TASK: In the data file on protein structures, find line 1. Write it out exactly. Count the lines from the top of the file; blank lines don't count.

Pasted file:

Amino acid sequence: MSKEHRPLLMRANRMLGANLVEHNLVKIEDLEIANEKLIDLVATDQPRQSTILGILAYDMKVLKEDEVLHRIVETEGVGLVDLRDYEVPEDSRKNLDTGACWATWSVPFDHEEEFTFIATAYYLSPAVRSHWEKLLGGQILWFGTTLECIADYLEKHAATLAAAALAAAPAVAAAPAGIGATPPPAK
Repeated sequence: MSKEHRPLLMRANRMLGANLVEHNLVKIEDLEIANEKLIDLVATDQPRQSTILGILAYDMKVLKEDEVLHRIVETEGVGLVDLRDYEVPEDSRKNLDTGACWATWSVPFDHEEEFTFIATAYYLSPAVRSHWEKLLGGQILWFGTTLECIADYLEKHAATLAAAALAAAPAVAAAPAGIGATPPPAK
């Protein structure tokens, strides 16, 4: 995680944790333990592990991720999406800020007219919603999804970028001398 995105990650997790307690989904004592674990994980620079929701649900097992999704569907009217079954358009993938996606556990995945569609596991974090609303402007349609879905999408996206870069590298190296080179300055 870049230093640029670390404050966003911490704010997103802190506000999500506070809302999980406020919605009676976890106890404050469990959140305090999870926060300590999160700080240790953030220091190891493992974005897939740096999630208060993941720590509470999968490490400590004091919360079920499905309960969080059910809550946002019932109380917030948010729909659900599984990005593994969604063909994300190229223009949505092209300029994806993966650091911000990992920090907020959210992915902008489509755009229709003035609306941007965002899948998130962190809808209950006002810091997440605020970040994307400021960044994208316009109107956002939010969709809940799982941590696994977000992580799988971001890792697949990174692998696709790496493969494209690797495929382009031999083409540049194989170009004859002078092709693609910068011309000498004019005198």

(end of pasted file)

Amino acid sequence: MSKEHRPLLMRANRMLGANLVEHNLVKIEDLEIANEKLIDLVATDQPRQSTILGILAYDMKVLKEDEVLHRIVETEGVGLVDLRDYEVPEDSRKNLDTGACWATWSVPFDHEEEFTFIATAYYLSPAVRSHWEKLLGGQILWFGTTLECIADYLEKHAATLAAAALAAAPAVAAAPAGIGATPPPAK